University of Vermont Extension 
Department of Plant and Soil Science

Anytime Article


Dr. Leonard Perry, Extension Professor

Gardening is a great form of exercise.  The amount of calories you burn depends on the type and intensity of the activity.  Moderate gardening may burn 300 calories an hour.  This is similar to a moderate walk or a game of golf.  But like any exercise, if done improperly, it may cause problems for your body.

As with jogging, tennis, or any exercise, do some warm-ups before getting started.  This may include walking around the block to get the circulation going, gentle head rolls from side to side, side bends, forward lunges, and squatting.  Depending on what you will be doing in the garden, you may use, and so need to loosen up, the biceps (front of upper arm), triceps (back of upper arm), deltoids (shoulder muscles), trapezius (upper and middle back), and latissimus dorsi (upper back).

When you begin, do some easier chores first like light hoeing before more strenuous activity,  such as heavy digging.  Above all, don't do heavy lifting with your back.  This is the major cause of back problems.  Bend down using your leg muscles instead.  Strong abdominal muscles will help your lower back.

If you'll be doing some heavy lifting and digging, you may wish to warm up with some sit-ups.  You may do partial sit-ups called trunk flexion.  Lie on your back, knees bent, feet flat on ground.  With hands behind your neck, curl your head and chest forward, raising only your shoulder blades.  Hold for a few seconds, then release and rest, then repeat a few more times.

If you'll be working on the ground for long periods, such as weeding and planting, don't do it bending over.  This will put too much stress on your back.  Instead squat or kneel down.  I often kneel on one knee, frequently rotating between knees. You may find a kneeling cushion or knee pads helpful.  Kneeling pads with side bars or handles make it easier to get up.  Turn this pad over and it can then serve as a stool.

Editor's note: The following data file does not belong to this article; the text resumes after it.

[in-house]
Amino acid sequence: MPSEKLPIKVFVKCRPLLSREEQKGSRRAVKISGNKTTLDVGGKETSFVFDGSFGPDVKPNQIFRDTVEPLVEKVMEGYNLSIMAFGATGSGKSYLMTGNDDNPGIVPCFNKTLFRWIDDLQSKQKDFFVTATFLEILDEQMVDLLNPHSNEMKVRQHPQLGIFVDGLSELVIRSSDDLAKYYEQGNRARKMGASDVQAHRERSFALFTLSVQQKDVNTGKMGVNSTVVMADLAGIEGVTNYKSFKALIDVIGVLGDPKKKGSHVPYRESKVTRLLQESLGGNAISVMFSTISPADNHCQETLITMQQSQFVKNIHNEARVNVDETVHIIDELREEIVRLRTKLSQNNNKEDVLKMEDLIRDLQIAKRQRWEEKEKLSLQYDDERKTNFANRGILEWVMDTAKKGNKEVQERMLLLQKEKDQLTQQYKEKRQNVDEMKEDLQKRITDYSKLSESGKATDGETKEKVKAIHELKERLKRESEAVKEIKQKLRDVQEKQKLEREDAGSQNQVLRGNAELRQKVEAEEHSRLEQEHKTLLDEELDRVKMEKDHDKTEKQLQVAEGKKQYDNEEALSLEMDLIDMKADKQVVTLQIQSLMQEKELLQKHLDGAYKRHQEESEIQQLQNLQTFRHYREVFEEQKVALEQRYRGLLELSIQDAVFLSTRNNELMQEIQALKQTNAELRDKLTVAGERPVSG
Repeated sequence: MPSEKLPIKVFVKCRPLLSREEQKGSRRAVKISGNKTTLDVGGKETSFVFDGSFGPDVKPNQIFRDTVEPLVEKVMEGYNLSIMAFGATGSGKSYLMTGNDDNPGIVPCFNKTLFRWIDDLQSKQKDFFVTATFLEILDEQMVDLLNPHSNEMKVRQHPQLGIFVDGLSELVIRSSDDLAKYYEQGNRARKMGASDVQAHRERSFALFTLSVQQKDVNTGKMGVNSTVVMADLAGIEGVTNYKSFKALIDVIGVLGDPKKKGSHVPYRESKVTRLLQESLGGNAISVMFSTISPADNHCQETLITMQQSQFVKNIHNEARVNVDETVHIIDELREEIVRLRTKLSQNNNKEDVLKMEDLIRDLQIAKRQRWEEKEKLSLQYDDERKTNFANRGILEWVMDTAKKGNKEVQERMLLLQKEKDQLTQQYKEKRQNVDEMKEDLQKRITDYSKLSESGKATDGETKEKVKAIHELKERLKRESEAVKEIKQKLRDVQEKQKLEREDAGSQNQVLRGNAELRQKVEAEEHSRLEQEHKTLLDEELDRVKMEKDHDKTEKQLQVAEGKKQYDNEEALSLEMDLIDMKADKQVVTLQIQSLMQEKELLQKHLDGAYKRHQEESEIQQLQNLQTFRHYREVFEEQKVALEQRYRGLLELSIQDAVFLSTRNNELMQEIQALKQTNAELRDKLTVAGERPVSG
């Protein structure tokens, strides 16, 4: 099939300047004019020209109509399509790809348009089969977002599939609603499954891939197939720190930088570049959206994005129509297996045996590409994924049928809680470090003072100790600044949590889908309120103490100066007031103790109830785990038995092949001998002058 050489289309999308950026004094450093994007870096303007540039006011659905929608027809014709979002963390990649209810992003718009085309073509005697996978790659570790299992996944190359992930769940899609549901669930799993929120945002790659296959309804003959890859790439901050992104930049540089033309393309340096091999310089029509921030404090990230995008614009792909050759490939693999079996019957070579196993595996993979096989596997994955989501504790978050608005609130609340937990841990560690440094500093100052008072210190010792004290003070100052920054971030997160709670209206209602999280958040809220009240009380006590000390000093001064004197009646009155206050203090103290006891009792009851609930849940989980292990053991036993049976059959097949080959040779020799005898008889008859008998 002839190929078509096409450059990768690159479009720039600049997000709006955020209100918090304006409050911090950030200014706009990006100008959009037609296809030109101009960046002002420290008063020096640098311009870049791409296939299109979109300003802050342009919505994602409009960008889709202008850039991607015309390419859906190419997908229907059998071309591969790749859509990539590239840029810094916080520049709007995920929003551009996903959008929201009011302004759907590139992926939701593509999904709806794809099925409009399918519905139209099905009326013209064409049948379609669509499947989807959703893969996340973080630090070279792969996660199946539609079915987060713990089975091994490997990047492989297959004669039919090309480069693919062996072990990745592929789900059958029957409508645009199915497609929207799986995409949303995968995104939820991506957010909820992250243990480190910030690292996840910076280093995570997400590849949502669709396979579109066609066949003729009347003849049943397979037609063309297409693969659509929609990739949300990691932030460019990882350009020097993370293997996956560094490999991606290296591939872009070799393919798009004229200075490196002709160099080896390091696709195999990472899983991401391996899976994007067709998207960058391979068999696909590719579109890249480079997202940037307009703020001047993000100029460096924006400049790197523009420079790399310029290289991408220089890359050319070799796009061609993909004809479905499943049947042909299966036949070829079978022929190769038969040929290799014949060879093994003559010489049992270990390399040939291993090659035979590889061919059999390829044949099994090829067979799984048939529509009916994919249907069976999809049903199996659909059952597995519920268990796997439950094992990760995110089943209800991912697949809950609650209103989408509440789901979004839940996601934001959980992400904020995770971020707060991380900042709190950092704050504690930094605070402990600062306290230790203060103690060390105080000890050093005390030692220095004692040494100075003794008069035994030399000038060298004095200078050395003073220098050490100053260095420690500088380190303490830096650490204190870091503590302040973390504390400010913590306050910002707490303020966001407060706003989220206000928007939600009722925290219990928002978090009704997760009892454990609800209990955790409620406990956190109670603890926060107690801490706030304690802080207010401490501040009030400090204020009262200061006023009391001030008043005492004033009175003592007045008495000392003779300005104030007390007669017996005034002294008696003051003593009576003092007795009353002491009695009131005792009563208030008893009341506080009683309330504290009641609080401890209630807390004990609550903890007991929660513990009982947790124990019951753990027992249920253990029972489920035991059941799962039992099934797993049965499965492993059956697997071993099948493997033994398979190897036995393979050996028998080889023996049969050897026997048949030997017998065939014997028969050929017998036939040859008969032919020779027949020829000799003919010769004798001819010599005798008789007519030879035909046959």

Listen to your body as you garden.  If you start feeling aches or fatigue in certain muscles, it's time to rest and do some exercises.  Even a few simple, slow backbends can help the lower back, for instance, if you've been standing.  If you are on your hands and knees, stay there.  Do a trunk extension by lifting the left arm and right leg out straight, keeping your back straight.  Hold this a few seconds, then do the other leg and arm.

Use tools that are ergonometrically designed, if available, to lessen body stress. An example is a lawn rake with a somewhat Z-shaped handle.  Or tools with easy-to-grasp handles with wide cushions to grip will help avoid wrist problems like carpel tunnel syndrome.  If using long-handled tools, make sure they are the right length, especially if you are tall.  Using a tool with too short of a handle may cause you to slightly bend your back, which over time can cause aches.

Of course wearing comfortable clothing is obvious, including appropriate footwear. Standing for long periods causes stress on the back, so shoes such as those for running that have air cushioning may be helpful.  Sunscreen and hats are needed on sunny days for long term skin health.  Rubbing lotion on hands and skin after gardening also helps.  I have found that lotions are especially beneficial after handling a material such as peat moss that is rough on the hands.

Proper gardening can provide even more exercise when following aerobic guidelines. Just keep in mind the "20-30" rule.  Start slowly and gently, building up the intensity as you go.  Work with about 20 to 30 repetitions of an activity, such as hoeing or raking, before resting about 20 to 30 seconds.  Then repeat.  Alternating activities frequently, maybe every 20 to 30 minutes, using different muscles and motions, is one of the keys to avoiding stress and repetitive motion induced injuries.  So weed a while, rest, dig or edge a bit, do some pruning, then go back to weeding.

When finished, as with any exercise, you need to "warm down."  It takes five to 10 minutes for the body and muscles on average to go back to a resting state.  So a good way to end your gardening activity is to take a short walk around the garden admiring all your efforts, stopping to see and smell the flowers!

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